Teaching great online classes via video conferencing
In today’s connected world and thanks to technology-enabled learning, face-to-face classes are not the only way to deliver quality education or training. On the contrary, online education offers a level of flexibility and provides learners with a range of ways to access learning material, engage with it and exhibit the knowledge they have acquired. Education or training that happens online doesn’t have to be asynchronous. On the contrary, live video conferences are a great teaching tool that enables educators to engage in real-time with students. It allows instructors to gauge learners’ understanding, answer their questions, provide feedback, demonstrate things or explain concepts that need further clarification. It also enables students to interact with each other and work collaboratively in real-time.
In this blog, we look at tips from our Moodle Education Manager, Mary Cooch, on how to plan for a video conference class and facilitate it in a way that engages participants and promotes learning.
Plan for the video conference session
– Decide how long your session will be and don’t make it too long; depending on the subject, between 30 minutes and one hour should be enough.
– If you are using slides, make sure that the text font is big and images or screenshots are clear, as some of your learners might be participating on small screened devices.
– Recording your live session is recommended in case some of your learners can’t make it or someone needs to rewatch it later. Find out how to record your session with your video conferencing software, where the recording gets stored and how to share it afterwards.
– Define the roles for your session. If possible, have two people leading the conference: one to speak and the other to read the text chat. You can leverage roles in your video conferencing tools, like moderator or presenter, to ensure everyone has the right permissions.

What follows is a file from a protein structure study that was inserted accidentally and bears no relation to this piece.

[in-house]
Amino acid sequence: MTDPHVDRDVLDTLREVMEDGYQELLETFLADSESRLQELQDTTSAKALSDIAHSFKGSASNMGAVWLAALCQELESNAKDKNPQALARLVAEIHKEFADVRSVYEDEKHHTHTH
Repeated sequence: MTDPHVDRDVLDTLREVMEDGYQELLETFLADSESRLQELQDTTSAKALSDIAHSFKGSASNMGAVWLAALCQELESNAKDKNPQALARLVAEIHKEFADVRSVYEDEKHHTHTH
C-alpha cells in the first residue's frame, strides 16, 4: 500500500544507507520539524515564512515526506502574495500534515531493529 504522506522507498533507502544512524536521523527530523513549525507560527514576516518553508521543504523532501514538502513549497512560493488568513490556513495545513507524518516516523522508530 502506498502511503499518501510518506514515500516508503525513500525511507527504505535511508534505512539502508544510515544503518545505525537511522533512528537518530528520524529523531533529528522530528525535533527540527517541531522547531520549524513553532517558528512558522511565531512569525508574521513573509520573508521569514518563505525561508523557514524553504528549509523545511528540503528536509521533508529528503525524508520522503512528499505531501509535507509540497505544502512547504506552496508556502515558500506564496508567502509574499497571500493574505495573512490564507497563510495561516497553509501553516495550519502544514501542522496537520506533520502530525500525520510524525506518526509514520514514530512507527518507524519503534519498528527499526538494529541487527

Find the right space and equipment
– Try to be in a well lit room with a simple background, rather than your kitchen or bedroom.
– If you don’t want to show your personal space on the video conference, use a virtual background. Using a plain smooth wall if you don’t have a green screen will do the trick.
– Use headphones and a microphone, as this makes for better sound.
– Position your face at level with the camera – not too far below or above.
– Check out 6 more tips to present yourself on camera.
Get ready on session day
– Open the session ten minutes early so people can check their microphones and settings and then start promptly on the hour.
– Have a standard message ready for people who join, which they will see when they enter the room/chat. It could include instructions to help them with anything tech-related.
– If you are going to be recording the session, announce it to your learners (to check everyone agrees) and then press record and introduce yourself again so that your introduction is recorded
– If you are using breakout rooms, be very clear what the topic for discussion is, as people might forget it as soon as they enter the breakout room. Be clear about how long they have in there.
– Ask participants to turn on their cameras to get them more engaged in the session. However, keep in mind that not everyone might have a stable enough internet connection, so they might have a better experience if they turn their camera off.
– Let learners know how they can ask questions or participate in the session – for example, using “raise hand” or “applause” features on your video conferencing tool.
– During Q and A, one moderator should read out the questions in the chat, as this makes it easier for everyone to know what is being discussed and also works for the recording later.
– It’s always good to pause periodically during your presentation to check questions – even if there aren’t any. Try to build pause and discussion times into the presentation.
– If you think there will be frequently asked questions, create some standard help messages and links in a doc on your computer which you can quickly copy and paste into the video conferencing chat .
– During this discussion, invite individuals to turn on their microphones but ensure they turn them off again once they have finished.
– If your video conferencing solution has a Poll feature, use it to get participants actively engaged at intervals.
The global pandemic has highlighted the importance of fostering learner engagement through integrated virtual classrooms. Moodle LMS integrates with many video conferencing solutions like BigBlueButton, the open source web conferencing solution providing real-time sharing of audio, video, slides, whiteboard, chat and screen. In the upcoming Moodle 4.0, BigBlueButton will be incorporated into Moodle as a standard feature.